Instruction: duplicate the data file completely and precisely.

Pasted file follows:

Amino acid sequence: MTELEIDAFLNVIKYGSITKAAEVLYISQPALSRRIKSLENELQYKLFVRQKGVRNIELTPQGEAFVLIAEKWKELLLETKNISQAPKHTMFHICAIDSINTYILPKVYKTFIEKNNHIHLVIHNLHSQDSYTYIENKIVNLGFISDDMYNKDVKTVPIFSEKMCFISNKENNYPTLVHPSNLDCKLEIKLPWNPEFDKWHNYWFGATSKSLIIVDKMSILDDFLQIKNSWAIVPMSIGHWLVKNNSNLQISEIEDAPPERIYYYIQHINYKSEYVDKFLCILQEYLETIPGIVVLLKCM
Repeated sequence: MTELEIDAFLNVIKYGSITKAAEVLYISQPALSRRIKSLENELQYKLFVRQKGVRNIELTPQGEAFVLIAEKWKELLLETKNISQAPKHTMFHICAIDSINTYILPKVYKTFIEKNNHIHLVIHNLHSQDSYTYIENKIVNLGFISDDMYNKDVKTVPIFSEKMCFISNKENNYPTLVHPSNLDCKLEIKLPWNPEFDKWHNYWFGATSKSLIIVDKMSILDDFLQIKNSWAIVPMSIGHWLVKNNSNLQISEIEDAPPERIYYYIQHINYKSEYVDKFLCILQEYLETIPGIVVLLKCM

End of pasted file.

Amino acid sequence: MTELEIDAFLNVIKYGSITKAAEVLYISQPALSRRIKSLENELQYKLFVRQKGVRNIELTPQGEAFVLIAEKWKELLLETKNISQAPKHTMFHICAIDSINTYILPKVYKTFIEKNNHIHLVIHNLHSQDSYTYIENKIVNLGFISDDMYNKDVKTVPIFSEKMCFISNKENNYPTLVHPSNLDCKLEIKLPWNPEFDKWHNYWFGATSKSLIIVDKMSILDDFLQIKNSWAIVPMSIGHWLVKNNSNLQISEIEDAPPERIYYYIQHINYKSEYVDKFLCILQEYLETIPGIVVLLKCM
Repeated sequence: MTELEIDAFLNVIKYGSITKAAEVLYISQPALSRRIKSLENELQYKLFVRQKGVRNIELTPQGEAFVLIAEKWKELLLETKNISQAPKHTMFHICAIDSINTYILPKVYKTFIEKNNHIHLVIHNLHSQDSYTYIENKIVNLGFISDDMYNKDVKTVPIFSEKMCFISNKENNYPTLVHPSNLDCKLEIKLPWNPEFDKWHNYWFGATSKSLIIVDKMSILDDFLQIKNSWAIVPMSIGHWLVKNNSNLQISEIEDAPPERIYYYIQHINYKSEYVDKFLCILQEYLETIPGIVVLLKCM